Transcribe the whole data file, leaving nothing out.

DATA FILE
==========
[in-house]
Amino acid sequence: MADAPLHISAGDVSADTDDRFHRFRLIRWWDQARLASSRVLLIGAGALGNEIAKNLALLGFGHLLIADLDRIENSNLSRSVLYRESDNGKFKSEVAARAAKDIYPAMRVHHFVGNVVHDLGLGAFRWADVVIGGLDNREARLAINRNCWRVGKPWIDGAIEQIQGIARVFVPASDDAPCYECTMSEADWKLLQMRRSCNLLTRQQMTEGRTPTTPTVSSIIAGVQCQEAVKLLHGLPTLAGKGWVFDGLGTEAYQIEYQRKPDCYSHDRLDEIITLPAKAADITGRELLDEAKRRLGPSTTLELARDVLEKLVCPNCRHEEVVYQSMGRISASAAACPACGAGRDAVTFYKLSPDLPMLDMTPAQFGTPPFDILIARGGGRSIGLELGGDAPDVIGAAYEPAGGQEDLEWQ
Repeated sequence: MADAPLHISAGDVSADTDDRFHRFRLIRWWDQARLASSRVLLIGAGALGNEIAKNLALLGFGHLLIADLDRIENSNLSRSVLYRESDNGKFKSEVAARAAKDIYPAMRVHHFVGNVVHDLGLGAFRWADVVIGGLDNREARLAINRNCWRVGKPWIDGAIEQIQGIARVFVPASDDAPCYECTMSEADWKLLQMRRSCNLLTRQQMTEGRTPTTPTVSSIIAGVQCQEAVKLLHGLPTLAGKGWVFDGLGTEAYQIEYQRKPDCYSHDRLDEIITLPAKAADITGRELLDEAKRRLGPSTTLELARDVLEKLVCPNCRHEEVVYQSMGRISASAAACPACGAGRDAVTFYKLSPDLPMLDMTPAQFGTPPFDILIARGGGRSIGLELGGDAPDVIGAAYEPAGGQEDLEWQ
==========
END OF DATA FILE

[in-house]
Amino acid sequence: MADAPLHISAGDVSADTDDRFHRFRLIRWWDQARLASSRVLLIGAGALGNEIAKNLALLGFGHLLIADLDRIENSNLSRSVLYRESDNGKFKSEVAARAAKDIYPAMRVHHFVGNVVHDLGLGAFRWADVVIGGLDNREARLAINRNCWRVGKPWIDGAIEQIQGIARVFVPASDDAPCYECTMSEADWKLLQMRRSCNLLTRQQMTEGRTPTTPTVSSIIAGVQCQEAVKLLHGLPTLAGKGWVFDGLGTEAYQIEYQRKPDCYSHDRLDEIITLPAKAADITGRELLDEAKRRLGPSTTLELARDVLEKLVCPNCRHEEVVYQSMGRISASAAACPACGAGRDAVTFYKLSPDLPMLDMTPAQFGTPPFDILIARGGGRSIGLELGGDAPDVIGAAYEPAGGQEDLEWQ
Repeated sequence: MADAPLHISAGDVSADTDDRFHRFRLIRWWDQARLASSRVLLIGAGALGNEIAKNLALLGFGHLLIADLDRIENSNLSRSVLYRESDNGKFKSEVAARAAKDIYPAMRVHHFVGNVVHDLGLGAFRWADVVIGGLDNREARLAINRNCWRVGKPWIDGAIEQIQGIARVFVPASDDAPCYECTMSEADWKLLQMRRSCNLLTRQQMTEGRTPTTPTVSSIIAGVQCQEAVKLLHGLPTLAGKGWVFDGLGTEAYQIEYQRKPDCYSHDRLDEIITLPAKAADITGRELLDEAKRRLGPSTTLELARDVLEKLVCPNCRHEEVVYQSMGRISASAAACPACGAGRDAVTFYKLSPDLPMLDMTPAQFGTPPFDILIARGGGRSIGLELGGDAPDVIGAAYEPAGGQEDLEWQ